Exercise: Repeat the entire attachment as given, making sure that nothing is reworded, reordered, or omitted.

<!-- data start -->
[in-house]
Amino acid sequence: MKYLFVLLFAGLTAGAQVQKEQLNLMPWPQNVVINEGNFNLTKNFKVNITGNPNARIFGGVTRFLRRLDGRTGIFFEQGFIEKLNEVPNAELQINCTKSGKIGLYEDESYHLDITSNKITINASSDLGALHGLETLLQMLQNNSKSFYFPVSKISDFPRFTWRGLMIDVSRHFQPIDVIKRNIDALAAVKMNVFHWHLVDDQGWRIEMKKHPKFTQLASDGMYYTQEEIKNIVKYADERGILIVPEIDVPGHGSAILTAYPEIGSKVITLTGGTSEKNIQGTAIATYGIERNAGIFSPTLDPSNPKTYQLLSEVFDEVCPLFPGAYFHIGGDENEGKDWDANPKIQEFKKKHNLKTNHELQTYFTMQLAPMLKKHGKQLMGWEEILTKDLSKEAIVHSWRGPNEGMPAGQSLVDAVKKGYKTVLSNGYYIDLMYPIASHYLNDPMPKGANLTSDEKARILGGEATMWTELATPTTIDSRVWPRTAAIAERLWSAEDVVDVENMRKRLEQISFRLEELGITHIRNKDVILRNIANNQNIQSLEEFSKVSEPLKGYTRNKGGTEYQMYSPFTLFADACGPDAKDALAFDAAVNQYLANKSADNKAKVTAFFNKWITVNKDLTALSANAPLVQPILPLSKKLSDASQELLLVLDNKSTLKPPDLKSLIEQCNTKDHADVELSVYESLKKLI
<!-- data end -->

[in-house]
Amino acid sequence: MKYLFVLLFAGLTAGAQVQKEQLNLMPWPQNVVINEGNFNLTKNFKVNITGNPNARIFGGVTRFLRRLDGRTGIFFEQGFIEKLNEVPNAELQINCTKSGKIGLYEDESYHLDITSNKITINASSDLGALHGLETLLQMLQNNSKSFYFPVSKISDFPRFTWRGLMIDVSRHFQPIDVIKRNIDALAAVKMNVFHWHLVDDQGWRIEMKKHPKFTQLASDGMYYTQEEIKNIVKYADERGILIVPEIDVPGHGSAILTAYPEIGSKVITLTGGTSEKNIQGTAIATYGIERNAGIFSPTLDPSNPKTYQLLSEVFDEVCPLFPGAYFHIGGDENEGKDWDANPKIQEFKKKHNLKTNHELQTYFTMQLAPMLKKHGKQLMGWEEILTKDLSKEAIVHSWRGPNEGMPAGQSLVDAVKKGYKTVLSNGYYIDLMYPIASHYLNDPMPKGANLTSDEKARILGGEATMWTELATPTTIDSRVWPRTAAIAERLWSAEDVVDVENMRKRLEQISFRLEELGITHIRNKDVILRNIANNQNIQSLEEFSKVSEPLKGYTRNKGGTEYQMYSPFTLFADACGPDAKDALAFDAAVNQYLANKSADNKAKVTAFFNKWITVNKDLTALSANAPLVQPILPLSKKLSDASQELLLVLDNKSTLKPPDLKSLIEQCNTKDHADVELSVYESLKKLI